“A Massive Double Standard”: Adani Got A Sweet Deal On Access To Billions Of Litres Of Water
Adani's application was approved while farmers' were denied.
It turns out Adani got a pretty special deal when it applied for access to river water in Queensland — the mining giant is planning to take almost as much water from Queensland’s Suttor River than all other water users combined, including farmers struggling in the drought, and it’s close to getting its way.
New documents obtained under Freedom of Information laws by environmental activist group Lock The Gate, reveal what activists have called “a massive double standard” in how the government treats applications to access water. The documents, which Junkee has sighted, reveal that Adani was granted a licence by the Queensland Government allowing it to use 12.5 billion litres of river water each year, while all other current water users combined hold entitlements adding up to 15.4 billion litres per annum.
The documents also reveal that Adani was granted water licences despite objections from landholders in the area, and environmental analysis undertaken by the Department of Natural Resources and Mines which identified that Adani’s proposed water use would cause threats to lagoons and endangered ecosystems.
At least one irrigator in the area was recently refused a licence to take a smaller amount of water from the river, according to the documents, and activists say this raises questions about whether the mining giant is receiving special treatment.
“It’s clear there’s been a massive double standard at play between mining and agriculture, with right to information documents revealing in the past irrigators have been refused licences for less water than those granted to Adani,” said Carmel Flint, spokesperson for Lock the Gate Alliance.
“Adani now has rights to almost as much Suttor River water as all other water users combined. It is incredibly galling to see Adani get special access to river water for its dirty coal mine as Queensland grapples with a severe drought.”
So Wait, Is Adani’s Mega Water Licence Already Approved And Ready To Go?
Adani already has the rights to all the Suttor river water it’s requesting — its application for a water licence to draw up to 12.5 billion litres of water from the river each year was granted by the Queensland government in 2017. In order to actually pump that water to its coal mine, the company also needs approval for a related pipeline project which is currently before the federal government for consideration.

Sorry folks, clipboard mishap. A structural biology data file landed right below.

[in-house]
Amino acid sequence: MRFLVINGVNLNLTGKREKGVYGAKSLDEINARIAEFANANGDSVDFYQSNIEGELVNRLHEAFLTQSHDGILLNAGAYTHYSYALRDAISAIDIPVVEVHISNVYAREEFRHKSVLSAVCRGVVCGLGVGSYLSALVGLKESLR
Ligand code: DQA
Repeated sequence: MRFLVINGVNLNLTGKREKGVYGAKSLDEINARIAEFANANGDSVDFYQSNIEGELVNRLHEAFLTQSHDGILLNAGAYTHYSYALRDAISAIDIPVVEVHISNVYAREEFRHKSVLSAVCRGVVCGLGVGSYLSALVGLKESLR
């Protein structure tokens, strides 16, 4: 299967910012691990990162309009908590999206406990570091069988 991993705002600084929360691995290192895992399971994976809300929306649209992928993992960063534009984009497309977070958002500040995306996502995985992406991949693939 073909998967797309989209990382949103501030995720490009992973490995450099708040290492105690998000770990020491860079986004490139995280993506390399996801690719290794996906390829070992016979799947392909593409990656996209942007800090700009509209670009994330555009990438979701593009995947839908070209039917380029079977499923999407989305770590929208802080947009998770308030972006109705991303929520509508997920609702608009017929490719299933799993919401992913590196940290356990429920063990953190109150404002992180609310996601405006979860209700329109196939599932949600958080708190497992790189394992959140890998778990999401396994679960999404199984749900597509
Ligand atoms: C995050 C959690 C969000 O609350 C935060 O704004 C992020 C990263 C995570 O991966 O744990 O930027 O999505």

The federal government, however, has already made the process pretty easy for Adani by deciding last week that there was no need for a full independent environmental impact statement on this project because the water Adani is requesting will not be used to extract coal, just to wash it. Yes, seriously. Instead, the federal government’s decision will just be based on “preliminary documentation”.
That’s a worry because the documents obtained by Lock The Gate today reveal that the environmental analysis Adani submitted to support its application was a bit shoddy, only taking into account data from 1809-2004. That ignores the past 14 years of rainfall and water usage data, and also fails to take into account the impact climate change will have on the area, which is a big oversight given that Adani plans to run its mine until 2077.
And whether or not the federal government approves this licence, it’s worth noting that Adani already holds other water licences in the area, including a licence granted in 2017 allowing the company to extract unlimited groundwater for 60 years. At the time, the Queensland Environmental Defenders Office warned this decision would have irreversible environmental consequences — and yeah, no shit, because groundwater itself is not unlimited.
All parts of Adani’s Carmichael coal mine project have received serious opposition from the public — and it’s not just environmental activists. Yesterday, polling conducted by ReachTel for Lock The Gate revealed that 70 per cent of Queenslanders think Adani’s water licences in Queensland should be revoked in order to safeguard water for farmers struggling in the drought.
As Carmel Flint from Lock The Gate put it, Adani receiving access to this much water in the area is “a slap in the face to rural communities and a real threat to the environment”.
“These documents underscore again just how wrong the decision was last week by the Federal Environment Minister to approve Adani’s North Galilee Water Scheme to take Suttor river water and pipe it to their mine, without environmental assessment,” she said.
In a statement released this afternoon, Adani wrote that it went through a two year assessment process to receive its water licences from the Queensland Government and that it was “required to submit extensive information including comprehensive scientific and environmental assessments”.
The company also wrote that its allocation of water represents less than one per cent of annual water flow available in the river system in question. “In the same way people often have rainwater tanks for their homes, which collect water when it rains, we would only take up to 12.5GL from the Suttor River when it floods, and only after others first take their share.”
“Furthermore, we pay for this water, at the same rate as other industrial water users”.
Adani did not respond to Junkee’s additional questions, including questions about why its environmental analysis on the project only covered the period from 1809-2004. We’ll update this post if they get back to us.
Feature image via Takver on Flickr.